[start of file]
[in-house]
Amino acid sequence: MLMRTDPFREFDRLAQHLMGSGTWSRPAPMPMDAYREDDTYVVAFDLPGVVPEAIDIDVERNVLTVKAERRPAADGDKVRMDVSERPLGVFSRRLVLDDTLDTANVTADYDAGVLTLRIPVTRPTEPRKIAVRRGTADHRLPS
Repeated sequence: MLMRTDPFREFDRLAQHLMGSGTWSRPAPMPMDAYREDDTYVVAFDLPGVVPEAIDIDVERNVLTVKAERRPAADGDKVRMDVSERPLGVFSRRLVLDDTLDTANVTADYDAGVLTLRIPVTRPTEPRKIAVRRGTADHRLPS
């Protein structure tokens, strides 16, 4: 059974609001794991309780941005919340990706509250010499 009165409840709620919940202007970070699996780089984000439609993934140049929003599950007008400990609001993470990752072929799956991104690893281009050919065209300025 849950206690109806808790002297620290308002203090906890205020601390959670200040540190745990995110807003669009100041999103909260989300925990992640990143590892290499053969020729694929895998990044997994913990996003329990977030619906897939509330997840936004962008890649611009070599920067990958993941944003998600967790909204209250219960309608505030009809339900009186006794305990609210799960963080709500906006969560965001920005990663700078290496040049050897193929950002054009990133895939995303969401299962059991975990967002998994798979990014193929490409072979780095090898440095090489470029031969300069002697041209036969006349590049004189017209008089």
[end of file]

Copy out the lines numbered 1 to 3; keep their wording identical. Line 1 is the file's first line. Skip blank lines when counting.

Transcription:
[in-house]
Amino acid sequence: MLMRTDPFREFDRLAQHLMGSGTWSRPAPMPMDAYREDDTYVVAFDLPGVVPEAIDIDVERNVLTVKAERRPAADGDKVRMDVSERPLGVFSRRLVLDDTLDTANVTADYDAGVLTLRIPVTRPTEPRKIAVRRGTADHRLPS
Repeated sequence: MLMRTDPFREFDRLAQHLMGSGTWSRPAPMPMDAYREDDTYVVAFDLPGVVPEAIDIDVERNVLTVKAERRPAADGDKVRMDVSERPLGVFSRRLVLDDTLDTANVTADYDAGVLTLRIPVTRPTEPRKIAVRRGTADHRLPS